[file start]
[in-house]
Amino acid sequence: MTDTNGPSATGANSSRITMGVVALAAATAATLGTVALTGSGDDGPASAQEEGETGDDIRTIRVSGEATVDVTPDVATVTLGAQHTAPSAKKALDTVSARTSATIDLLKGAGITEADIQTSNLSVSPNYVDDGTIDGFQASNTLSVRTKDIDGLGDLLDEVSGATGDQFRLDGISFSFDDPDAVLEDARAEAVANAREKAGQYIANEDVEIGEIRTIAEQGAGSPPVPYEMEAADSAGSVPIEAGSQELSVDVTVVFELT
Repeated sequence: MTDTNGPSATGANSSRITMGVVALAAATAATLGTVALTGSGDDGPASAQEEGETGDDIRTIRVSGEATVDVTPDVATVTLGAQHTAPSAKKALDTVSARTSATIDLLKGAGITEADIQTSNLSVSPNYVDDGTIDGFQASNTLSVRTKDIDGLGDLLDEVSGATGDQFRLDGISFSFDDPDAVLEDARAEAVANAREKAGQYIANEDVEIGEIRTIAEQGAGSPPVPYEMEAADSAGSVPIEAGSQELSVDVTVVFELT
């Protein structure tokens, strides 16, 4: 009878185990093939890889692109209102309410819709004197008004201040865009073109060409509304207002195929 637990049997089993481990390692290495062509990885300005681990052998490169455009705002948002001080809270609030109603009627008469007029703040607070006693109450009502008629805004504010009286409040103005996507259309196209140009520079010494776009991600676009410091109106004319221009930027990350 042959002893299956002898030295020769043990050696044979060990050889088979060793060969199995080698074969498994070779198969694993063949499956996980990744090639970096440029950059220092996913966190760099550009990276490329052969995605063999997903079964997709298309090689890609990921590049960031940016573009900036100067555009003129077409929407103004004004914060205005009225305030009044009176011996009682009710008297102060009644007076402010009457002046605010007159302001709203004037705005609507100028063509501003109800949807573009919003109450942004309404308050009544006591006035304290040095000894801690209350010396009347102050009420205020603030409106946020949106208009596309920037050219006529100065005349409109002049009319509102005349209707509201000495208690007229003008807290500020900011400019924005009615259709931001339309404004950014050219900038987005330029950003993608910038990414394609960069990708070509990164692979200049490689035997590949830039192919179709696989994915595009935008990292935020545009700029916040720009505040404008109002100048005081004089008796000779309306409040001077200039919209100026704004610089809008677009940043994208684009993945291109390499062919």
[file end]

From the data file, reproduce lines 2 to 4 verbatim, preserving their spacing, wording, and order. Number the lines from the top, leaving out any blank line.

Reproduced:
Amino acid sequence: MTDTNGPSATGANSSRITMGVVALAAATAATLGTVALTGSGDDGPASAQEEGETGDDIRTIRVSGEATVDVTPDVATVTLGAQHTAPSAKKALDTVSARTSATIDLLKGAGITEADIQTSNLSVSPNYVDDGTIDGFQASNTLSVRTKDIDGLGDLLDEVSGATGDQFRLDGISFSFDDPDAVLEDARAEAVANAREKAGQYIANEDVEIGEIRTIAEQGAGSPPVPYEMEAADSAGSVPIEAGSQELSVDVTVVFELT
Repeated sequence: MTDTNGPSATGANSSRITMGVVALAAATAATLGTVALTGSGDDGPASAQEEGETGDDIRTIRVSGEATVDVTPDVATVTLGAQHTAPSAKKALDTVSARTSATIDLLKGAGITEADIQTSNLSVSPNYVDDGTIDGFQASNTLSVRTKDIDGLGDLLDEVSGATGDQFRLDGISFSFDDPDAVLEDARAEAVANAREKAGQYIANEDVEIGEIRTIAEQGAGSPPVPYEMEAADSAGSVPIEAGSQELSVDVTVVFELT
């Protein structure tokens, strides 16, 4: 009878185990093939890889692109209102309410819709004197008004201040865009073109060409509304207002195929 637990049997089993481990390692290495062509990885300005681990052998490169455009705002948002001080809270609030109603009627008469007029703040607070006693109450009502008629805004504010009286409040103005996507259309196209140009520079010494776009991600676009410091109106004319221009930027990350 042959002893299956002898030295020769043990050696044979060990050889088979060793060969199995080698074969498994070779198969694993063949499956996980990744090639970096440029950059220092996913966190760099550009990276490329052969995605063999997903079964997709298309090689890609990921590049960031940016573009900036100067555009003129077409929407103004004004914060205005009225305030009044009176011996009682009710008297102060009644007076402010009457002046605010007159302001709203004037705005609507100028063509501003109800949807573009919003109450942004309404308050009544006591006035304290040095000894801690209350010396009347102050009420205020603030409106946020949106208009596309920037050219006529100065005349409109002049009319509102005349209707509201000495208690007229003008807290500020900011400019924005009615259709931001339309404004950014050219900038987005330029950003993608910038990414394609960069990708070509990164692979200049490689035997590949830039192919179709696989994915595009935008990292935020545009700029916040720009505040404008109002100048005081004089008796000779309306409040001077200039919209100026704004610089809008677009940043994208684009993945291109390499062919």